The fulfilment of prophecy also provided Newton with one of the best lines of evidence for the existence of God. In his posthumously published Observations (1733), he wrote that "the event of things predicted many ages before, will be a convincing argument that the world is governed by providence." At the same time, he looked askance at exegetes who overconfidently set dates, believing that such enthusiasm inevitably brought discredit on Christianity when the predicted dates failed. When speaking about a particular prophecy in his Observations, he wrote: "The manner I know not. Let time be the interpreter."

Religious motivations for Newton's natural philosophy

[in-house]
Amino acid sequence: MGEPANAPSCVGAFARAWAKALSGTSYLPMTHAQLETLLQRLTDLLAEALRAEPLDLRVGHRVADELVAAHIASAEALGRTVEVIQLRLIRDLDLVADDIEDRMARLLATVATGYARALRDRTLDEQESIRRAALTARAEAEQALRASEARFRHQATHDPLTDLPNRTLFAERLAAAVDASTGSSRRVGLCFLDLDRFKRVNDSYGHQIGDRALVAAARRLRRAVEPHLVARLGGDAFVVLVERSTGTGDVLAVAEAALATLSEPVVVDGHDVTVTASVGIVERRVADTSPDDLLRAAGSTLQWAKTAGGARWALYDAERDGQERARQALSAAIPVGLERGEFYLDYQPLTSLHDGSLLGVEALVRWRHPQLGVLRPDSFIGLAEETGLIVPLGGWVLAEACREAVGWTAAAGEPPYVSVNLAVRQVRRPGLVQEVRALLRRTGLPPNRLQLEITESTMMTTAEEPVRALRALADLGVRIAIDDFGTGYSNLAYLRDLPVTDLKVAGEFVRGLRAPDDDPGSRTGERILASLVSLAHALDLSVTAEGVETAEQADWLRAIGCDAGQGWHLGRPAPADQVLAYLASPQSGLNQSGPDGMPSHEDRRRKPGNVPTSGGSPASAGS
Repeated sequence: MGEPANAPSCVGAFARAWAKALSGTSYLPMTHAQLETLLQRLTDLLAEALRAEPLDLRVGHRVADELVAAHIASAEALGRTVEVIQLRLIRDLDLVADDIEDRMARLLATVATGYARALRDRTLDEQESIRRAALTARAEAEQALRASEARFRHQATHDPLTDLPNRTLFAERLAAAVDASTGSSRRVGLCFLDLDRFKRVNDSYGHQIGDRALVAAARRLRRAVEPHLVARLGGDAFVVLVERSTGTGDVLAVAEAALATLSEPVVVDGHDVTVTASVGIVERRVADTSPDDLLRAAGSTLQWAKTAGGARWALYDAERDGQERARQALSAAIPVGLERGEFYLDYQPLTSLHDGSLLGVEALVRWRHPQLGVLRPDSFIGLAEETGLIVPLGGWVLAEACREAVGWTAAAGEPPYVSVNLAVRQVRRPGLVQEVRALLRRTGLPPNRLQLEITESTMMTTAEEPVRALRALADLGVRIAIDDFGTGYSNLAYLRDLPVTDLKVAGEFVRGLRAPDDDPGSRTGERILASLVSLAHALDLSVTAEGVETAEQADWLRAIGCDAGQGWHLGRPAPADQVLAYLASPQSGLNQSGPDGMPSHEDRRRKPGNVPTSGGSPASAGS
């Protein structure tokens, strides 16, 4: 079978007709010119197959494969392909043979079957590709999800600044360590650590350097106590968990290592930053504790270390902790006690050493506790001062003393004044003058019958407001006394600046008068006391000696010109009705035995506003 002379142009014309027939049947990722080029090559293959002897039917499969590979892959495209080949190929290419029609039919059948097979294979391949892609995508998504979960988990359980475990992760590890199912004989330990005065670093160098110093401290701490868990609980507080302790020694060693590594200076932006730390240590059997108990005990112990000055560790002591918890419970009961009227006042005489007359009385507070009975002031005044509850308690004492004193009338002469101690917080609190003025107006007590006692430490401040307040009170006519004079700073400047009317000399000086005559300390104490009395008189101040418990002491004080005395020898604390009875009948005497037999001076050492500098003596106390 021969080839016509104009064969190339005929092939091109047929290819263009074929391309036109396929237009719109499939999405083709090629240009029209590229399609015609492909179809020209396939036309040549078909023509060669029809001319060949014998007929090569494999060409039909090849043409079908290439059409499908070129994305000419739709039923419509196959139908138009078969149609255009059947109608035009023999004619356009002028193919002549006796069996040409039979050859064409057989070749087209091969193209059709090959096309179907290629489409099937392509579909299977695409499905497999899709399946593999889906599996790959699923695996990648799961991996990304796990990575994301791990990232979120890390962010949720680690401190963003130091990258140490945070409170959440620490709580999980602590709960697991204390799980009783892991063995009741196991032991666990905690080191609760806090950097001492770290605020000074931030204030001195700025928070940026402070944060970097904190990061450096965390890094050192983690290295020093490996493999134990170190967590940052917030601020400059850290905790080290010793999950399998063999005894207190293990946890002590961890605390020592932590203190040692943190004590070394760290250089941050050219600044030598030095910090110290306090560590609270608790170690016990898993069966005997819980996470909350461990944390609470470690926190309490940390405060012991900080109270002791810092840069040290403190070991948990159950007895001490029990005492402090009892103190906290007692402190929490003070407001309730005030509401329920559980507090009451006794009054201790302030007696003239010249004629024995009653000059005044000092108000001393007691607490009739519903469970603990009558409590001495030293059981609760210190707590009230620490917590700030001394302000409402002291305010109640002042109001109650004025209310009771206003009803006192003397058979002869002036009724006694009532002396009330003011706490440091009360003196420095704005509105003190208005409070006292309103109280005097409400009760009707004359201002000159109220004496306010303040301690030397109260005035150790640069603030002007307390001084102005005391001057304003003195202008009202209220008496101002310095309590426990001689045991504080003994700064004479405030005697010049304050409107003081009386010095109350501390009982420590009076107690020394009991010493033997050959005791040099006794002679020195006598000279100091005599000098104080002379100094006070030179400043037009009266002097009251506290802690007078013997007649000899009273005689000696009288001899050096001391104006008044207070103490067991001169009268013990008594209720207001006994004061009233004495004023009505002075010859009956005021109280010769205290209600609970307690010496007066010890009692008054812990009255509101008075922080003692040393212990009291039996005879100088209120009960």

Newton's theology related to his natural philosophy at two levels. First, in a general way Newton's piety and religious beliefs acted as a stimulus to the study of nature (the weak relationship between science and religion). Second, in some cases the particulars of Newton's theology helped shape the cognitive content of his physics and mathematics (the strong relationship between science and religion). Beginning with examples of the first type, Newton had imbibed the seventeenth-century Protestant culture of natural theology and, like the chemist Robert Boyle, saw himself as a priest of nature. Manuscripts dating from around the time of the Principia indicate that Newton believed the priests of the Ur-religion (for Newton a prescriptive ideal) were also adept natural philosophers. The study of nature, then, was intrinsically related to piety and could itself be a form of worship and devotion. Religion and piety served as a stimulus to unravel the secrets of nature. Newton's adherence to the Renaissance notion of the prisca sapientia (lost ancient wisdom) served as one common motivator of both his natural philosophy and his religion, with Newton striving to recover the original, pure manifestations of both. Like other natural philosophers of his age, Newton believed that natural philosophy had as one of its chief ends the understanding of God and his attributes. Thus, he held that one aim of experiment, which he promoted assiduously as President of the Royal Society, was to discover God's attributes. Moreover, because he also was committed to the topos of the Two Booksthat God has revealed Himself in both the Book of Scripture and the Book of NatureNewton employed similar methods of analysis in his natural philosophy and his theology. Analogies between Newton's prophetic hermeneutics and his natural philosophical methodology may also be explained by his commitment to the Two Books. Newton used the distinction between the absolute and relative in both his science (to distinguish absolute and relative time and space) and his theology (e.g., to distinguish between the absolute and relative use of the term God ). In his theology Newton adhered to an epistemological dualism in which he divided knowledge into open and closed levels. This esoteric-exoteric divide, which may owe something to Newton's involvement in alchemical networks, was also operative in his natural philosophy. Other examples of the weak relationship could be cited. For example, Newton's animosity toward Jesuit critics of his optics can be illuminated by an understanding of his theologically inspired animus against Catholicism.